“In contrast, West and Central Africa have not been so successful in establishing strong hub airports. Strong hub airports enable efficient passenger and cargo transfers. Effective hub and spoke operations multiply the number of city pairs that can be connected.” Confirming that Nigeria did not yet have an enabling environment for aviation, Fadugba listed other challenges to include uncertainty over government’s national carrier strategy, non-availability and high cost of aviation fuel, foreign exchange fluctuations, poor aviation infrastructure, excessive government taxation, multiple charges by the regulatory bodies.
According to Fadugba, disagreements over airline market access, the need for an independent and effective executing agency, full compliance with competition rules by dominant players were some of the challenges that were militating against the Single African Air Transport Market (SAATM) initiative. He therefore, advocated for a conducive regulatory and economic operating environment for African airlines, emphasizing the need for strong African airlines, modern airport and ATC infrastructure and strong hub airports in the continent. Fadugba disclosed that the market share of foreign airlines on routes to and from Nigeria was over 90 per cent, stressing that the international airlines operate over 300 frequencies weekly into and out of Nigeria, a situation which is detrimental to the local carriers.
While Ethiopian Airways has the highest entry points of five into Nigeria, the East African carrier combined with that of ASKY together operate 54 frequencies weekly into Nigeria. British Airways and Virgin Atlantic, he said, operate 21 frequencies weekly into Nigeria. Meanwhile, the International Air Transport Association (IATA) has continuously encouraged partnerships among all stakeholders, including governments, to help aviation fulfil its important role as a catalyst for global economic growth and development.
Speaking at the Singapore Airshow Aviation Leadership Summit hosted by the Singapore government, Experian Events and IATA few years ago, former director- general of IATA, Tony Tyler, identified safety, sustainability and infrastructure development as three areas where partnerships are vital to meeting forecast demand for connectivity. On safety, Tyler said, “Safety is our highest priority and we are seeing steady progress through our partnership approach involving airlines, airports, air navigation services providers, manufacturers, governments and other stakeholders. “If we look at jet aircraft, in 2015 we had one major accident for every 3.1 million flights.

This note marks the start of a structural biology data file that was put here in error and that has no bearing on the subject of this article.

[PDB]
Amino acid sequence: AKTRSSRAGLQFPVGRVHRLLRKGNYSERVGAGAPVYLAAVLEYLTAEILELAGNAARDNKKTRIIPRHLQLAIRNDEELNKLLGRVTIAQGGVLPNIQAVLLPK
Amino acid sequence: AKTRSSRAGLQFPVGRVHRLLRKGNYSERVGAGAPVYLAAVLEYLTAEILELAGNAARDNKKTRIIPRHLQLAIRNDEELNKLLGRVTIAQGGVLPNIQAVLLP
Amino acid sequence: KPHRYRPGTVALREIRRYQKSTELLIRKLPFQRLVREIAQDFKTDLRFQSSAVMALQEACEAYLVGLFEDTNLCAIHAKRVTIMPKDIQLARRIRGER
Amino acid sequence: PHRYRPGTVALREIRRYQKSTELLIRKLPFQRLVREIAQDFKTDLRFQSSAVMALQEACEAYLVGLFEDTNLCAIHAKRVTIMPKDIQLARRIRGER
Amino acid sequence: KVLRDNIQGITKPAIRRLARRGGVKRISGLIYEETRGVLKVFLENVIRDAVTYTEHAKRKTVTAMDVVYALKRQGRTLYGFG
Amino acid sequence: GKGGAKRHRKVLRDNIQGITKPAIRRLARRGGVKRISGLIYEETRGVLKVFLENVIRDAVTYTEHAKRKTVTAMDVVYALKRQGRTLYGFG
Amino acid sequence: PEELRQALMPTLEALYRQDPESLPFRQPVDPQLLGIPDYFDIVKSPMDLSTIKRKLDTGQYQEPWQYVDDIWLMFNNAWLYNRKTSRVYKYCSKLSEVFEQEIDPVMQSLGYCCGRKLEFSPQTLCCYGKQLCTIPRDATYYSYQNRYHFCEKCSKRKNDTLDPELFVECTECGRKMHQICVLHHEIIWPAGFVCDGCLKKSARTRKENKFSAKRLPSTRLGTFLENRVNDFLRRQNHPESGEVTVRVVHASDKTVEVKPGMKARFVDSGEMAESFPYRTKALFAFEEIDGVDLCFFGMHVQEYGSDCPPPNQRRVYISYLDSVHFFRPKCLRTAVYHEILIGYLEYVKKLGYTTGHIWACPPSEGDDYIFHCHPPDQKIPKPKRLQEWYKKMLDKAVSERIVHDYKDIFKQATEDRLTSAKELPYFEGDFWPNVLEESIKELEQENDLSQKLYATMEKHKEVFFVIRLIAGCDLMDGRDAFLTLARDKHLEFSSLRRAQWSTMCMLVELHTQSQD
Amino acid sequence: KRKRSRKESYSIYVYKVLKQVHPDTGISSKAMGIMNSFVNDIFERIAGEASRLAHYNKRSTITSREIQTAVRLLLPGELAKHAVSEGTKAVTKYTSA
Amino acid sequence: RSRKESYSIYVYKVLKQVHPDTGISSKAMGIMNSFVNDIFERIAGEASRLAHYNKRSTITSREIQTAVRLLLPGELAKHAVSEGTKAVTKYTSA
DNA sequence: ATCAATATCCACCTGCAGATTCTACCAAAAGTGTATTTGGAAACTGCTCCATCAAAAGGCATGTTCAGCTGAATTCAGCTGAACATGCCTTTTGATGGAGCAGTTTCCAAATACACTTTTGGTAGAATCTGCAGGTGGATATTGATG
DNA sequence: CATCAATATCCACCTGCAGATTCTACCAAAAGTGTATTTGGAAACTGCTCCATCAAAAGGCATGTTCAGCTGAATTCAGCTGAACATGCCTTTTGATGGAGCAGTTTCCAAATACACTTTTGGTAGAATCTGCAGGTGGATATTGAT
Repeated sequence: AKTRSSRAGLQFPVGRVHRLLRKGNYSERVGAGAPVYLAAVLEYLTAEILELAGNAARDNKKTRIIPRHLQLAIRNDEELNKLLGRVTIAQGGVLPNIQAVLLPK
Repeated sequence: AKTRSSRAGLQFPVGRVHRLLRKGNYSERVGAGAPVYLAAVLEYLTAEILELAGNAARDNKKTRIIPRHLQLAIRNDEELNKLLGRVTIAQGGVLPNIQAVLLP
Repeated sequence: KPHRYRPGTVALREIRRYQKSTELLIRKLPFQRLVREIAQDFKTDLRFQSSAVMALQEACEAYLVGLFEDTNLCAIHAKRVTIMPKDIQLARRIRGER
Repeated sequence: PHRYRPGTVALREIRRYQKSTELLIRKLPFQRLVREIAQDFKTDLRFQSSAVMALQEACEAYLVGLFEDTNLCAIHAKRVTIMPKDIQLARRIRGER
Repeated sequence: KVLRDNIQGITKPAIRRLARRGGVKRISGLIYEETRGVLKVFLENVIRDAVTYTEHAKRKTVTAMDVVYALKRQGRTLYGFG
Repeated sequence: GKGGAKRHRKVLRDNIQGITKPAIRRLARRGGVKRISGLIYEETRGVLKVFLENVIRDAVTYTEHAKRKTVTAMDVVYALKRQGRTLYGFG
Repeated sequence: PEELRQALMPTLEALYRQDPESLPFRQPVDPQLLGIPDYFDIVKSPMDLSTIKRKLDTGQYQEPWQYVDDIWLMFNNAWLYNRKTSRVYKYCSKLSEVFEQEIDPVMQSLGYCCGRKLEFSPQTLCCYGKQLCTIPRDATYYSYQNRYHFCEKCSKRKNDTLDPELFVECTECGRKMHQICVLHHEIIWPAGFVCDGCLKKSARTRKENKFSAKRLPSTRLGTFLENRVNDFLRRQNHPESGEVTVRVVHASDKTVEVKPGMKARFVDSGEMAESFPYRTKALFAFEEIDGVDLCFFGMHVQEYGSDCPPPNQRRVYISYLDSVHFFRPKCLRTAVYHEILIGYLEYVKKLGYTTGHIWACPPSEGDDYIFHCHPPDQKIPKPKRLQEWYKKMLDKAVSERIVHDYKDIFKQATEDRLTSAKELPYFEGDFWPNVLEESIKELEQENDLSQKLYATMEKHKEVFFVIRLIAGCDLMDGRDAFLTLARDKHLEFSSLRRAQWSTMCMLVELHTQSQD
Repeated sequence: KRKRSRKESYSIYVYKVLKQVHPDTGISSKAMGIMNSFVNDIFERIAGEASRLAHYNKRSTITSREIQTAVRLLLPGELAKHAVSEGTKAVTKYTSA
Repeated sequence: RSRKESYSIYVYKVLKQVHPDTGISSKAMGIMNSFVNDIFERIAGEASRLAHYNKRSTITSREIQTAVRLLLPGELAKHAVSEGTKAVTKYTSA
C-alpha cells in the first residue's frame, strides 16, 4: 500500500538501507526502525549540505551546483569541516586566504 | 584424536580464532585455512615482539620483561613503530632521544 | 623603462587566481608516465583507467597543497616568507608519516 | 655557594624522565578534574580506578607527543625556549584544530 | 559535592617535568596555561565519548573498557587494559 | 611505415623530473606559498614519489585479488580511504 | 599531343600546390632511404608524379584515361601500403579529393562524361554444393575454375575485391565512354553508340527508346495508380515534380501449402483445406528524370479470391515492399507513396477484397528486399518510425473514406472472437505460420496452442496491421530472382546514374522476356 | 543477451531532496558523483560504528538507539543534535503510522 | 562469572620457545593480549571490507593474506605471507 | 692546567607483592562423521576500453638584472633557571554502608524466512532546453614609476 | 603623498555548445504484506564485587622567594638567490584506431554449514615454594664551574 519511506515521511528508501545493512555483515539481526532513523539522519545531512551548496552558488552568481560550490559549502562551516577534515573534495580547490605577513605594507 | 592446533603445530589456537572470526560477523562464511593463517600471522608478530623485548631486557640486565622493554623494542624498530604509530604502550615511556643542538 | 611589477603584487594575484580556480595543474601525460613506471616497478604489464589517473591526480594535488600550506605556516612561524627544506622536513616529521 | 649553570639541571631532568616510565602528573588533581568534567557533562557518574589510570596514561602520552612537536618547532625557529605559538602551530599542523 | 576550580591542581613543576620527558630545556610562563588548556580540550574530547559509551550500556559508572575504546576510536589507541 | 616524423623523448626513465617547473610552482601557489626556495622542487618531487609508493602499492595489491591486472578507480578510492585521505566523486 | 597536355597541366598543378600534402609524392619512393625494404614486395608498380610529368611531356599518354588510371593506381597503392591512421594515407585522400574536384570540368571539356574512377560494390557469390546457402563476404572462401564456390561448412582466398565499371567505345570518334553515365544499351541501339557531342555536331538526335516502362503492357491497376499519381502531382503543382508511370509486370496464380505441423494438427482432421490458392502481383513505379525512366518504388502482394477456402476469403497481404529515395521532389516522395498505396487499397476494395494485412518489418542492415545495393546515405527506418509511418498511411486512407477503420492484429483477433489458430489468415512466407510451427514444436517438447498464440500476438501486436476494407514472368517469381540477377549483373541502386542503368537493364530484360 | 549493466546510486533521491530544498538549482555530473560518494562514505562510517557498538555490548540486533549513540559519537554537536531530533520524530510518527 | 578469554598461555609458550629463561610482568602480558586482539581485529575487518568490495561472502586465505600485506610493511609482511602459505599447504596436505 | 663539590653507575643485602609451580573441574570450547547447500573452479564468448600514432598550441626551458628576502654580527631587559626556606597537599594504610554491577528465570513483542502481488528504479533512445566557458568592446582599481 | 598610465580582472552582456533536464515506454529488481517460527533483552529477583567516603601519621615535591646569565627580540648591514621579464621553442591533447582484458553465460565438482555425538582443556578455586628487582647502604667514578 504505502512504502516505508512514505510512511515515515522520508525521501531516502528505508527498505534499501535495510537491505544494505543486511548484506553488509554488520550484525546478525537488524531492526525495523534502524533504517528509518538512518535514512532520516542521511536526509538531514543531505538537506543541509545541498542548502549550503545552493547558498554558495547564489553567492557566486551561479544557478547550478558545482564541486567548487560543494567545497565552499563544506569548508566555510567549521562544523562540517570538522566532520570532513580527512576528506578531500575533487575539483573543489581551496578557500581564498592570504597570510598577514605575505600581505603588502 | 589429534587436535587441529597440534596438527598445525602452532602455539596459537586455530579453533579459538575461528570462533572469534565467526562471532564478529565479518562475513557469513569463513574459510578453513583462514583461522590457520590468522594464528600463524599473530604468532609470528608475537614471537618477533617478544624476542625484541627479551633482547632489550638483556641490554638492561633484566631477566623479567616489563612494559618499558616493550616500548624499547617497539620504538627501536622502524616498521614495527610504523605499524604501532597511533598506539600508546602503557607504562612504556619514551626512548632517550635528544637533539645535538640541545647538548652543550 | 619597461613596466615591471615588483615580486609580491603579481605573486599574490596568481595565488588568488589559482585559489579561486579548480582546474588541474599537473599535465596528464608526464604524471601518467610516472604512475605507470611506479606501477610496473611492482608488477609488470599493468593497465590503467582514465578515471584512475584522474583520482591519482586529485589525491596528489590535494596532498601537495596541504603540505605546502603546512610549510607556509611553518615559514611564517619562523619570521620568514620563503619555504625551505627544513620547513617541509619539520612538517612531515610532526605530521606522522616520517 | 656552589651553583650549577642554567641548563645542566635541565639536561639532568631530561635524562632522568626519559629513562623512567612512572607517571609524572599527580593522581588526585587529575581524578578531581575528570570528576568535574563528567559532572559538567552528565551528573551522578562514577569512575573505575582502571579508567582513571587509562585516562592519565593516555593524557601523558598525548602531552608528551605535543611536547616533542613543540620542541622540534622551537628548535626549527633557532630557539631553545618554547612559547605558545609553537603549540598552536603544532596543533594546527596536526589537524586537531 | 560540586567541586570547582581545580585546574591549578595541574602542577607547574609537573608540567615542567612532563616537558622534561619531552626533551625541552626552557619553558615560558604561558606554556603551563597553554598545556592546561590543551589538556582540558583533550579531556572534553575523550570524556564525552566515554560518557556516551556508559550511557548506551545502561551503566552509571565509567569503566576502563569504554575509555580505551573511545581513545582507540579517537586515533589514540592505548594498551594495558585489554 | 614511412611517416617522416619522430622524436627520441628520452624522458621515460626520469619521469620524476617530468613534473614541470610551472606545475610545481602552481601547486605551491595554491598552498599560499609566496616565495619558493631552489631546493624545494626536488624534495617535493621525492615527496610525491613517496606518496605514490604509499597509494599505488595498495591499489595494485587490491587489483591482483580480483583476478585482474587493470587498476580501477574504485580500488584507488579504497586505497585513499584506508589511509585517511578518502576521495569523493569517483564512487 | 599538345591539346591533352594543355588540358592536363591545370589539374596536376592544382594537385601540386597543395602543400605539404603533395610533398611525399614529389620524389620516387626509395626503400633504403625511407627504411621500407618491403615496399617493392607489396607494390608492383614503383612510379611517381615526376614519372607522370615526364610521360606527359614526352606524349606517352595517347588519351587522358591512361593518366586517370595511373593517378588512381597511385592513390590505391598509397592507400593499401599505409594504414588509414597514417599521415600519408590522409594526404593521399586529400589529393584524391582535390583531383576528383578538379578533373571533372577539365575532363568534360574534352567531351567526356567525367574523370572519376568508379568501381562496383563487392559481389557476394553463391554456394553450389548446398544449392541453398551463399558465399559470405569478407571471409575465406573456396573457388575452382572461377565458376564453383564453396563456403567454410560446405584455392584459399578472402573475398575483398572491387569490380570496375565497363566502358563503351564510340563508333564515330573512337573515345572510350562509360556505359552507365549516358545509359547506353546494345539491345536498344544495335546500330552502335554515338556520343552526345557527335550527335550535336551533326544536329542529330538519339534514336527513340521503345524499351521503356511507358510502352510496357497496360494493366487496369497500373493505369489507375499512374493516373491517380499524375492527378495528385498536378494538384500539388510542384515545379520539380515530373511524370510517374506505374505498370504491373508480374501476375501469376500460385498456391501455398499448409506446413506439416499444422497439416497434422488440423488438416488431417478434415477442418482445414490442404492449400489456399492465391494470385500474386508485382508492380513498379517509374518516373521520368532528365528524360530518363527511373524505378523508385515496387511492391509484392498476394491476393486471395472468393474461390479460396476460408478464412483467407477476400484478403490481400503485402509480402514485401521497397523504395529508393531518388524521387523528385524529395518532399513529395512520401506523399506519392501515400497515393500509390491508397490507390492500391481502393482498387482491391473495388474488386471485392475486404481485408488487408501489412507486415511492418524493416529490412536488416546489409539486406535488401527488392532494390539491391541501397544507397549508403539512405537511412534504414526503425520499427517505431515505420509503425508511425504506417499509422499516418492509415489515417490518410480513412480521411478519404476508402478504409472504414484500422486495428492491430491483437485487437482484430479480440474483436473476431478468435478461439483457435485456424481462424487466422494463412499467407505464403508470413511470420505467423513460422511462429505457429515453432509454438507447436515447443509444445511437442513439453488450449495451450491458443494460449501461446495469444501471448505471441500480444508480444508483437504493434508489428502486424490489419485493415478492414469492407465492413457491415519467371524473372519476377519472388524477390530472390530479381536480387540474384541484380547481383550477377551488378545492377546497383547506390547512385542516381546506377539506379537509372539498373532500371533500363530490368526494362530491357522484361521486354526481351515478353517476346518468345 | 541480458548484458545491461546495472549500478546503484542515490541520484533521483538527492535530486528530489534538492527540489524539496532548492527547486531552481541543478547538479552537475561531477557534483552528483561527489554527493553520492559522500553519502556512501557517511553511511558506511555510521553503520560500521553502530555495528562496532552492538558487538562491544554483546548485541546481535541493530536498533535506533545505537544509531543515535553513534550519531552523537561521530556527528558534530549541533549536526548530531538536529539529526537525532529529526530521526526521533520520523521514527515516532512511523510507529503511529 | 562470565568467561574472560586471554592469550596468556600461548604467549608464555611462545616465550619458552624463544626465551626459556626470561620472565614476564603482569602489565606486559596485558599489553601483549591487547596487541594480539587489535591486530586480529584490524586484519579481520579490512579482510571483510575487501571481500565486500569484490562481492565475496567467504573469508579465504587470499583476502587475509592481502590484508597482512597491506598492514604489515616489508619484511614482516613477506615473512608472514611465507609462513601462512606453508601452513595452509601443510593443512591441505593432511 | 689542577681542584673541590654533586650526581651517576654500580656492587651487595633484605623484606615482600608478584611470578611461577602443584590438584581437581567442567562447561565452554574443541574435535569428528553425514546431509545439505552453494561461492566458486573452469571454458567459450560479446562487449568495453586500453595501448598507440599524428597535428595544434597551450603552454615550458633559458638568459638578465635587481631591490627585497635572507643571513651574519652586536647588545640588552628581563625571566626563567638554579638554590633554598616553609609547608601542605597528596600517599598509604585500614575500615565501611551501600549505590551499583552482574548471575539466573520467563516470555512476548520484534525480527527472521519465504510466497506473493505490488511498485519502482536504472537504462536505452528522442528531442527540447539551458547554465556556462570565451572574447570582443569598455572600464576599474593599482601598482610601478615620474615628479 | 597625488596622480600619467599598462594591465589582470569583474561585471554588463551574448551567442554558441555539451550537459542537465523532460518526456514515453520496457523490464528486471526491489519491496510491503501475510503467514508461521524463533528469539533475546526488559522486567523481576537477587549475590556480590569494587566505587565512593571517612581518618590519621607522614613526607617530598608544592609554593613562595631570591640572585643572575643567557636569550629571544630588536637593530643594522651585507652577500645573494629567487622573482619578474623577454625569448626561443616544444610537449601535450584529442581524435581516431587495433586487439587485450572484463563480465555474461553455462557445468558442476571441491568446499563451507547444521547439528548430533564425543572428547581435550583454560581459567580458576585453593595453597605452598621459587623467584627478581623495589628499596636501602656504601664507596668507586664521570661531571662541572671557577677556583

That’s a significant improvement on the five-year average (2010-2014) of one accident for every 2.2 million flights. Yet the last two years have also seen events that can only be classified as ‘unthinkable’, including the disappearance of an aircraft, the downing of an aircraft by a missile, and the deliberate destruction of an aircraft by a suicidal pilot. “We must add to that the loss of an aircraft in what is suspected of being an act of terrorism.
There are no simple solutions to the issues raised by these terrible tragedies. But we must honour those who lost their lives, and their friends and loved ones, by re-dedicating ourselves to making flying even safer. “Working with our partners in government and industry will drive improvements based on global standards and best practices,” he added. On sustainability, the former IATA DG said, “Environmental sustainability is our license to grow.
The aviation industry has adopted a four-pillar strategy based on technology, operations, infrastructure, and market-based measures to address its CO2 emissions, and has adopted ambitious carbon reduction targets,” he said. On infrastructure development, he added, “We will add 3.2 billion new air travelers in less than two decades. Of these, 1.8 billion—56 per cent will be in Asia-Pacific—the vast majority on routes linked to China. If we can realize that growth potential, then jobs and economic activity will follow. By 2034 aviation in the region could be supporting over 70 million jobs and some $1.3 trillion in economic activity. But that’s dependent on the industry having sufficient infrastructure.”